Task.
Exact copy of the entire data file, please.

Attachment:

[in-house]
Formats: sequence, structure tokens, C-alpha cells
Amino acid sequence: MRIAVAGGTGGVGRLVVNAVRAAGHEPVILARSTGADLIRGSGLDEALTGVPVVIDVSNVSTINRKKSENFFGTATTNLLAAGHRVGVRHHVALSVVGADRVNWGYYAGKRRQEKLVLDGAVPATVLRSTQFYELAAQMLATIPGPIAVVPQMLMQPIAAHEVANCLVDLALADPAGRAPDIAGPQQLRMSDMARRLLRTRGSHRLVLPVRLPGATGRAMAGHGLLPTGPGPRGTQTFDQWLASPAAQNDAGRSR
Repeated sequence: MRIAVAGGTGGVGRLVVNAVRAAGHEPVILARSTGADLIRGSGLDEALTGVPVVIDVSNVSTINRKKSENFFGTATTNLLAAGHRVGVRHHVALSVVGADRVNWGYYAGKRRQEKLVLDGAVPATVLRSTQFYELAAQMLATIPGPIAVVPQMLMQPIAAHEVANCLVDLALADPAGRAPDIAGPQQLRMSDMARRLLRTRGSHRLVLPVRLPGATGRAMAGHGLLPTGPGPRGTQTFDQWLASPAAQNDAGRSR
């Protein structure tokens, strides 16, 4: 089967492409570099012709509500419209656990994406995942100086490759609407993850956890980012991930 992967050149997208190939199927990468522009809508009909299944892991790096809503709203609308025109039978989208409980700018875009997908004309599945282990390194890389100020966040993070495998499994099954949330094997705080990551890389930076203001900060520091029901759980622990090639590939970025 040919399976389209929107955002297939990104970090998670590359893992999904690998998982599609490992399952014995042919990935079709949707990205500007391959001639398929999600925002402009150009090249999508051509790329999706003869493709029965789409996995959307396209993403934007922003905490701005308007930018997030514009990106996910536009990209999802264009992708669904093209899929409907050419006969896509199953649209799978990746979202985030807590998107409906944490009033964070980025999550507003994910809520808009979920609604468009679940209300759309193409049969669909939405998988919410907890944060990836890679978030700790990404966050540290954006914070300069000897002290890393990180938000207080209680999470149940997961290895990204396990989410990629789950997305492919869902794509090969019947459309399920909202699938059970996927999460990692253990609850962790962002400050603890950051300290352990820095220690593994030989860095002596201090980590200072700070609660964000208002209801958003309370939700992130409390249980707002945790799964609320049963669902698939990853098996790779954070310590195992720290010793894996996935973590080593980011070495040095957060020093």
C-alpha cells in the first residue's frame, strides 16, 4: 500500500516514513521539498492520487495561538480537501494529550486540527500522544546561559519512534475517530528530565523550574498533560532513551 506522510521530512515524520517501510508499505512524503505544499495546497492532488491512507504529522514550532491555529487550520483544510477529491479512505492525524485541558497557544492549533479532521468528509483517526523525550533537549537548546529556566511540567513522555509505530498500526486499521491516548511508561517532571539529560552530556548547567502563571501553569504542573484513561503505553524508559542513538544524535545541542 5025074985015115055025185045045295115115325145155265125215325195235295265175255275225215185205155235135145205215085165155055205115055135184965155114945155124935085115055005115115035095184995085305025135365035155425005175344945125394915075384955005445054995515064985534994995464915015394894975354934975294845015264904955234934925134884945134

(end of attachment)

[in-house]
Formats: sequence, structure tokens, C-alpha cells
Amino acid sequence: MRIAVAGGTGGVGRLVVNAVRAAGHEPVILARSTGADLIRGSGLDEALTGVPVVIDVSNVSTINRKKSENFFGTATTNLLAAGHRVGVRHHVALSVVGADRVNWGYYAGKRRQEKLVLDGAVPATVLRSTQFYELAAQMLATIPGPIAVVPQMLMQPIAAHEVANCLVDLALADPAGRAPDIAGPQQLRMSDMARRLLRTRGSHRLVLPVRLPGATGRAMAGHGLLPTGPGPRGTQTFDQWLASPAAQNDAGRSR
Repeated sequence: MRIAVAGGTGGVGRLVVNAVRAAGHEPVILARSTGADLIRGSGLDEALTGVPVVIDVSNVSTINRKKSENFFGTATTNLLAAGHRVGVRHHVALSVVGADRVNWGYYAGKRRQEKLVLDGAVPATVLRSTQFYELAAQMLATIPGPIAVVPQMLMQPIAAHEVANCLVDLALADPAGRAPDIAGPQQLRMSDMARRLLRTRGSHRLVLPVRLPGATGRAMAGHGLLPTGPGPRGTQTFDQWLASPAAQNDAGRSR
């Protein structure tokens, strides 16, 4: 089967492409570099012709509500419209656990994406995942100086490759609407993850956890980012991930 992967050149997208190939199927990468522009809508009909299944892991790096809503709203609308025109039978989208409980700018875009997908004309599945282990390194890389100020966040993070495998499994099954949330094997705080990551890389930076203001900060520091029901759980622990090639590939970025 040919399976389209929107955002297939990104970090998670590359893992999904690998998982599609490992399952014995042919990935079709949707990205500007391959001639398929999600925002402009150009090249999508051509790329999706003869493709029965789409996995959307396209993403934007922003905490701005308007930018997030514009990106996910536009990209999802264009992708669904093209899929409907050419006969896509199953649209799978990746979202985030807590998107409906944490009033964070980025999550507003994910809520808009979920609604468009679940209300759309193409049969669909939405998988919410907890944060990836890679978030700790990404966050540290954006914070300069000897002290890393990180938000207080209680999470149940997961290895990204396990989410990629789950997305492919869902794509090969019947459309399920909202699938059970996927999460990692253990609850962790962002400050603890950051300290352990820095220690593994030989860095002596201090980590200072700070609660964000208002209801958003309370939700992130409390249980707002945790799964609320049963669902698939990853098996790779954070310590195992720290010793894996996935973590080593980011070495040095957060020093």
C-alpha cells in the first residue's frame, strides 16, 4: 500500500516514513521539498492520487495561538480537501494529550486540527500522544546561559519512534475517530528530565523550574498533560532513551 506522510521530512515524520517501510508499505512524503505544499495546497492532488491512507504529522514550532491555529487550520483544510477529491479512505492525524485541558497557544492549533479532521468528509483517526523525550533537549537548546529556566511540567513522555509505530498500526486499521491516548511508561517532571539529560552530556548547567502563571501553569504542573484513561503505553524508559542513538544524535545541542 5025074985015115055025185045045295115115325145155265125215325195235295265175255275225215185205155235135145205215085165155055205115055135184965155114945155124935085115055005115115035095184995085305025135365035155425005175344945125394915075384955005445054995515064985534994995464915015394894975354934975294845015264904955234934925134884945134